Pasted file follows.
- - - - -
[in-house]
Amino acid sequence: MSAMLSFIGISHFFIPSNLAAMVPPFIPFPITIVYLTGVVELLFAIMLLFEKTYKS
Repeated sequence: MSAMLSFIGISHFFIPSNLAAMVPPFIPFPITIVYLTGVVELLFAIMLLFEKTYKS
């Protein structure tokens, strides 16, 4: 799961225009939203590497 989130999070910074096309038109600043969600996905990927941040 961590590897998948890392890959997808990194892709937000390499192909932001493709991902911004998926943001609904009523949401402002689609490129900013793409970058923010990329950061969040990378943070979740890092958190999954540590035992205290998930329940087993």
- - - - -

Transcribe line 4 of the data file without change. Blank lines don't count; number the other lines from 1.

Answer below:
């Protein structure tokens, strides 16, 4: 799961225009939203590497 989130999070910074096309038109600043969600996905990927941040 961590590897998948890392890959997808990194892709937000390499192909932001493709991902911004998926943001609904009523949401402002689609490129900013793409970058923010990329950061969040990378943070979740890092958190999954540590035992205290998930329940087993």